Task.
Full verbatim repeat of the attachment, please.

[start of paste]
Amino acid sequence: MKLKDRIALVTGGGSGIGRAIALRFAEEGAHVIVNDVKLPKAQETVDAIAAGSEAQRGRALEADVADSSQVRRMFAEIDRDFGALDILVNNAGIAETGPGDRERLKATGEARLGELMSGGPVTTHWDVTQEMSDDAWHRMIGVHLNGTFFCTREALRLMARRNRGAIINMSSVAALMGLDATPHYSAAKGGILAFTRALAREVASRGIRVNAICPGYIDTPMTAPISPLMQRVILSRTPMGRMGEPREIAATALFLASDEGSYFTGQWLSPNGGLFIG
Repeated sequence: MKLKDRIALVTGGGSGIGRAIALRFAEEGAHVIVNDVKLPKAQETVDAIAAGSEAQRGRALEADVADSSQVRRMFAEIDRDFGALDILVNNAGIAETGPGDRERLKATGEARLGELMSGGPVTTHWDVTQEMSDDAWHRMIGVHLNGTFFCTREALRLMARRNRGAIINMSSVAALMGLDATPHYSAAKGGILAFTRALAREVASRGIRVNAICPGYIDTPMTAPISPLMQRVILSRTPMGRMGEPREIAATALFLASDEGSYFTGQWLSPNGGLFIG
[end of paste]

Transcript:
Amino acid sequence: MKLKDRIALVTGGGSGIGRAIALRFAEEGAHVIVNDVKLPKAQETVDAIAAGSEAQRGRALEADVADSSQVRRMFAEIDRDFGALDILVNNAGIAETGPGDRERLKATGEARLGELMSGGPVTTHWDVTQEMSDDAWHRMIGVHLNGTFFCTREALRLMARRNRGAIINMSSVAALMGLDATPHYSAAKGGILAFTRALAREVASRGIRVNAICPGYIDTPMTAPISPLMQRVILSRTPMGRMGEPREIAATALFLASDEGSYFTGQWLSPNGGLFIG
Repeated sequence: MKLKDRIALVTGGGSGIGRAIALRFAEEGAHVIVNDVKLPKAQETVDAIAAGSEAQRGRALEADVADSSQVRRMFAEIDRDFGALDILVNNAGIAETGPGDRERLKATGEARLGELMSGGPVTTHWDVTQEMSDDAWHRMIGVHLNGTFFCTREALRLMARRNRGAIINMSSVAALMGLDATPHYSAAKGGILAFTRALAREVASRGIRVNAICPGYIDTPMTAPISPLMQRVILSRTPMGRMGEPREIAATALFLASDEGSYFTGQWLSPNGGLFIG